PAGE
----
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Shunt system patency testing by lumbar infusion

Jack Woodford, Richard L. Saunders, and Ernest Sachs Jr.

C onclusive assurance of ventricular shunt patency is critical to an assessment of the results of hydrocephalus treatment, and several methods have been reported for such evaluation. 2, 5, 6, 8 We have found the lumbar infusion technique described in this paper to be valuable, safe, and expedient to test shunt patency in patients with communicating hydrocephalus. It gives a dynamic profile of shunt function. The infusion tests were done to evaluate a series of adult patients with “normal” pressure hydrocephalus. In this paper, we review our experience with

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Determination of CSF shunt patency with a lumbar infusion test

Hart Schutz, Karel G. Ter Brugge, Ming C. Chiu, Angele Mongul, and Ferelith Taylor

C linical status and computerized tomography (CT) scanning are the most convenient methods of assessing patency of a cerebrospinal fluid (CSF) shunt. When either of these methods is not conclusive, then other means of ascertaining shunt function may be necessary. Such methods include: injection of contrast medium or radioactive substances into the flushing device; 1, 2 digital compression of the flushing device to determine response; assessment of flow by Doppler ultrasound methods; 3 temperature change determinations in a flowing CSF column; 4 and a lumbar

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A new technique for percutaneous study of lumboperitoneal shunt patency

Technical note

Yusuke Ishiwata, Toshinori Yamashita, Kaoru Ide, Gakuji Gondo, Nobumasa Kuwana, and Takeo Kuwabara

P ercutaneous lumboperitoneal (LP) shunt placement has become accepted as a useful procedure for diversion of cerebrospinal fluid (CSF). 2 The structural simplicity of an LP shunt enables the operative procedure to be simpler, easier, and safer than placement of any other type of CSF shunt. On the other hand, this structural simplicity makes it technically difficult to confirm its patency. Conventional studies of patency are especially difficult to perform in a onepiece LP shunt system. A new technique of x-ray imaging for this LP shunt system involving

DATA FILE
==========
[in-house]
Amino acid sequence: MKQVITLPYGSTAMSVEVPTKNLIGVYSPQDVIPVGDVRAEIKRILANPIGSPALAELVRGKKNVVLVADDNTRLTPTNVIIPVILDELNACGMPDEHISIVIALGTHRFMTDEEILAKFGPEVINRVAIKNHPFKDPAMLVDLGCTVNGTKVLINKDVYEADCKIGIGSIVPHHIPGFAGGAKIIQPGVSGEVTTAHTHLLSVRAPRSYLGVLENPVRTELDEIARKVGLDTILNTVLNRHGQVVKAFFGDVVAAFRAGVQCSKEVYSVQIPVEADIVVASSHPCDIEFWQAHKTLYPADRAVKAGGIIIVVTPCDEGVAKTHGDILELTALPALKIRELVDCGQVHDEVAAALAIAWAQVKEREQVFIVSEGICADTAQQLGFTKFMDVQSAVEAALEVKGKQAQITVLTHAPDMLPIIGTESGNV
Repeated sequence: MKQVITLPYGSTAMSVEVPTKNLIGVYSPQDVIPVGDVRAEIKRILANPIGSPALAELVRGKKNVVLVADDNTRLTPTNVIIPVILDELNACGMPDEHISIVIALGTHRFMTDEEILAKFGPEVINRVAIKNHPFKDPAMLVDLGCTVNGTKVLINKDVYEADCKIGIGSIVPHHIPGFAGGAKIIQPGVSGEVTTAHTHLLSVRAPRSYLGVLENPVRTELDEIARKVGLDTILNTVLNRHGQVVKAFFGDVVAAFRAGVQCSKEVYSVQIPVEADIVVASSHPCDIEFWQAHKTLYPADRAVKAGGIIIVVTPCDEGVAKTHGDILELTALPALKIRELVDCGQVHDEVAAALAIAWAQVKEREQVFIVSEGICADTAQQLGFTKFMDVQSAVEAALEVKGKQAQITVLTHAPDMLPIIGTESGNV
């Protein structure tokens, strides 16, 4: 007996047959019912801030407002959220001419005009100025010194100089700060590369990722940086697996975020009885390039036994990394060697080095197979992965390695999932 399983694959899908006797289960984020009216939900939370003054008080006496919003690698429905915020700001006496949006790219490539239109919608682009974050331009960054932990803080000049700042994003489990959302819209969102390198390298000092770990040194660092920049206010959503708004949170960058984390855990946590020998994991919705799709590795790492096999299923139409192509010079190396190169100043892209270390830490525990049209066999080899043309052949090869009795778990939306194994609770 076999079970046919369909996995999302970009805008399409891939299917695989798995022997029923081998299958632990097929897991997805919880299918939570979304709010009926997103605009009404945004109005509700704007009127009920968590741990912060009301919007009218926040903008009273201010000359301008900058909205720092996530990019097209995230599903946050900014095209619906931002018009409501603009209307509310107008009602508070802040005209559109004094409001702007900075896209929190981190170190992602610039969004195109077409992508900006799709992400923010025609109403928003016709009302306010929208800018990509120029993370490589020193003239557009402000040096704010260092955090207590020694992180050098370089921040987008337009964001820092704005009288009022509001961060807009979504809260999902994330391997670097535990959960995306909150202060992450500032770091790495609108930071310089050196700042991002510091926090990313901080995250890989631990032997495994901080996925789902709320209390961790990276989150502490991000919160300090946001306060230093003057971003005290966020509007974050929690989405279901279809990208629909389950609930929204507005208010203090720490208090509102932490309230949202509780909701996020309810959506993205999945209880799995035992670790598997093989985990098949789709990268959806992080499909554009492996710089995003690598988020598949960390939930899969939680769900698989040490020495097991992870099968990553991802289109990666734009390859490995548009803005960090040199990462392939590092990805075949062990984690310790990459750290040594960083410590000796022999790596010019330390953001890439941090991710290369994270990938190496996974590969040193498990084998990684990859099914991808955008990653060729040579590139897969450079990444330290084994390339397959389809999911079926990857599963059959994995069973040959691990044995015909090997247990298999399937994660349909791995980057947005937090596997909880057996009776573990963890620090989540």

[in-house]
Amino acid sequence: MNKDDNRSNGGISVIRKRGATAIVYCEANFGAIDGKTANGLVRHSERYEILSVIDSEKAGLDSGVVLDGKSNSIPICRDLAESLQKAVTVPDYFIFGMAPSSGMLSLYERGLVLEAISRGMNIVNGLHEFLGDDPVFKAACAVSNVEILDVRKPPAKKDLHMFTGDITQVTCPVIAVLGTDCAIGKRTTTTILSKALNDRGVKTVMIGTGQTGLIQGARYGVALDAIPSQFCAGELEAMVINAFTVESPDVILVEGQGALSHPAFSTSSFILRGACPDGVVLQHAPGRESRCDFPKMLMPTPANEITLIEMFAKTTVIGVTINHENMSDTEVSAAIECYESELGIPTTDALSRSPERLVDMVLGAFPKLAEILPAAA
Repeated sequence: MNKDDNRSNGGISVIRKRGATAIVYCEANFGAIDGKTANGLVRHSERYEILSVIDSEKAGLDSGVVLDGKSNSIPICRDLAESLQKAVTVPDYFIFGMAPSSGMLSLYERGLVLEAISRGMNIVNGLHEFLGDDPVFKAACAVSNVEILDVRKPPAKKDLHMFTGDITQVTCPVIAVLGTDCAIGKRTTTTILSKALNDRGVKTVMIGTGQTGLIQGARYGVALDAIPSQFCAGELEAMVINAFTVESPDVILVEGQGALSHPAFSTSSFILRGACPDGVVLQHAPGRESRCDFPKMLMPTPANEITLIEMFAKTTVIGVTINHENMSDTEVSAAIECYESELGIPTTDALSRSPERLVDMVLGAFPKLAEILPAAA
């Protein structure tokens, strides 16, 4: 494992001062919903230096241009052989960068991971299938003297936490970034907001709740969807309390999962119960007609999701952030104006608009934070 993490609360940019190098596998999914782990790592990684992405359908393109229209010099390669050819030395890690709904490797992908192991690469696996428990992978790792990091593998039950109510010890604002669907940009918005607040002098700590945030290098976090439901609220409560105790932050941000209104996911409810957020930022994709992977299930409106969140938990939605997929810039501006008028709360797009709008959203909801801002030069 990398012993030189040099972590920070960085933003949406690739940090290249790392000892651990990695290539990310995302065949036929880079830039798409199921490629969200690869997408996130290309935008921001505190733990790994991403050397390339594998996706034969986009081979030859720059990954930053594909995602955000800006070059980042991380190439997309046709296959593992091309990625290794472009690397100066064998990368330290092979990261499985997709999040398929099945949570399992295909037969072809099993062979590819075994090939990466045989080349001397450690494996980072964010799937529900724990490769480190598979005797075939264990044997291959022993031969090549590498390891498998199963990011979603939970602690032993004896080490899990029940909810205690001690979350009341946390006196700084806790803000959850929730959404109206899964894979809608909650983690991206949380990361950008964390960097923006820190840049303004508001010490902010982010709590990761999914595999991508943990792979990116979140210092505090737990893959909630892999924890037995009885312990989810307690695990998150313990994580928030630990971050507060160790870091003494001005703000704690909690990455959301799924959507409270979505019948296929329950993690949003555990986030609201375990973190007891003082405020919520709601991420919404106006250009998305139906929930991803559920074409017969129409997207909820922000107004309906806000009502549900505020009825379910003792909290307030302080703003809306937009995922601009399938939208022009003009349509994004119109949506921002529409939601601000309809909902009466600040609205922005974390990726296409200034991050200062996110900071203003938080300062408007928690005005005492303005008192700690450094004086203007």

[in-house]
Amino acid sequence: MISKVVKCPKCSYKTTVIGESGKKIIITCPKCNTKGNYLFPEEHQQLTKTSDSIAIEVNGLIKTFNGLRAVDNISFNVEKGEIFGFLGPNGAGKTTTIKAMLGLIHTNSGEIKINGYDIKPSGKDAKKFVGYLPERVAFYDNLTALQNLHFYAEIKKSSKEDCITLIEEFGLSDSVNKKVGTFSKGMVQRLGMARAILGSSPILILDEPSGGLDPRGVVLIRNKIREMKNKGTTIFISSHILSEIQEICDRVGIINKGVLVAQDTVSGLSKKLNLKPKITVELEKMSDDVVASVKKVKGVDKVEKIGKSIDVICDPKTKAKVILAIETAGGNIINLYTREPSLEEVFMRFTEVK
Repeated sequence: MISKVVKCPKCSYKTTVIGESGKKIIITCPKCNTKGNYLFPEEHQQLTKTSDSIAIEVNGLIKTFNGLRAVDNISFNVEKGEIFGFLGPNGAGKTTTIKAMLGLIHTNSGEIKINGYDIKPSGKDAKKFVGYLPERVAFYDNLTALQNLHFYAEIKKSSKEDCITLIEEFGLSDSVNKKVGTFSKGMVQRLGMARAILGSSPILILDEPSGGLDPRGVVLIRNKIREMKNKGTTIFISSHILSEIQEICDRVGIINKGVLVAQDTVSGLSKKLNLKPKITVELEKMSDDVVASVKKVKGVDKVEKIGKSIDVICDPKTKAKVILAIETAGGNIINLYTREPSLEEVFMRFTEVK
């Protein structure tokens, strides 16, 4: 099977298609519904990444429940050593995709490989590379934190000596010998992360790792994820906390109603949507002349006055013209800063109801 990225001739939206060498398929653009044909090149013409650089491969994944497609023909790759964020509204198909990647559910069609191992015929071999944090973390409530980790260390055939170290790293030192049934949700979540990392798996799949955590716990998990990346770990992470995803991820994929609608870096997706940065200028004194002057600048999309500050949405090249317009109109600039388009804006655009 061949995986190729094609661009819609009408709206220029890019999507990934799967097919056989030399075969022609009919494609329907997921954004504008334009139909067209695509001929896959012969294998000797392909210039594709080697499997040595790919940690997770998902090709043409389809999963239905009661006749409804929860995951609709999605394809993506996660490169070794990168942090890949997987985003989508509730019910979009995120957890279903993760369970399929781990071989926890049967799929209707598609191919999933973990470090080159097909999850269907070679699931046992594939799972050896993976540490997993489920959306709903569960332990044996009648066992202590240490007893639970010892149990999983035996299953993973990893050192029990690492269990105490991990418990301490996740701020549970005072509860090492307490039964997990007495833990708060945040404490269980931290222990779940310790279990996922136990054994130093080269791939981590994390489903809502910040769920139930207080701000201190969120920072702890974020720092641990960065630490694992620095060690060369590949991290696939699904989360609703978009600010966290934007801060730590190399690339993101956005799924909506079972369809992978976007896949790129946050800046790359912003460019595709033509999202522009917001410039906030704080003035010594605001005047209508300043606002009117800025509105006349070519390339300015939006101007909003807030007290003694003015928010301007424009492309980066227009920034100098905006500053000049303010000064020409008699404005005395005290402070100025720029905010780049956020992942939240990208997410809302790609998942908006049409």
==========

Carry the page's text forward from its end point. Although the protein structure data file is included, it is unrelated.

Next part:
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Clinical factors influencing the development of extracranial-intracranial bypass graft for steno-occlusive cerebrovascular disease

Shunsuke Nomura, Koji Yamaguchi, Tatsuya Ishikawa, Akitsugu Kawashima, Yoshikazu Okada, and Takakazu Kawamata

-language journals). 8 Furthermore, other studies have also shown the long-term effectiveness of the ECIC bypass in the prevention of ischemic stroke. 2 , 4 , 10 These studies have reported good results or good patency with the bypass surgery. Effectively retaining the patency of the ECIC bypass should be one of the most important factors in improving long-term results; however, factors influencing bypass patency have not been discussed much. Understanding those factors would directly contribute to the improvement of long-term results. We investigated bypass patency in 49

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Middle cerebral artery dissecting aneurysm with persistent patent pseudolumen

Case report

Tohru Mizutani

dissecting aneurysm with a persistent patent pseudolumen and discuss the possible mechanisms. Case Report This 60-year-old woman was hospitalized on April 16, 1991, because of abrupt speech disturbance and right hemiplegia. She had had several episodes of transient aphasic attacks during the 3 months prior to admission. Neurological examination on admission revealed total global aphasia and right hemiplegia. Diagnostic Imaging Studies Computerized tomography (CT) scanning on the following day showed a low-density area in the distribution of the left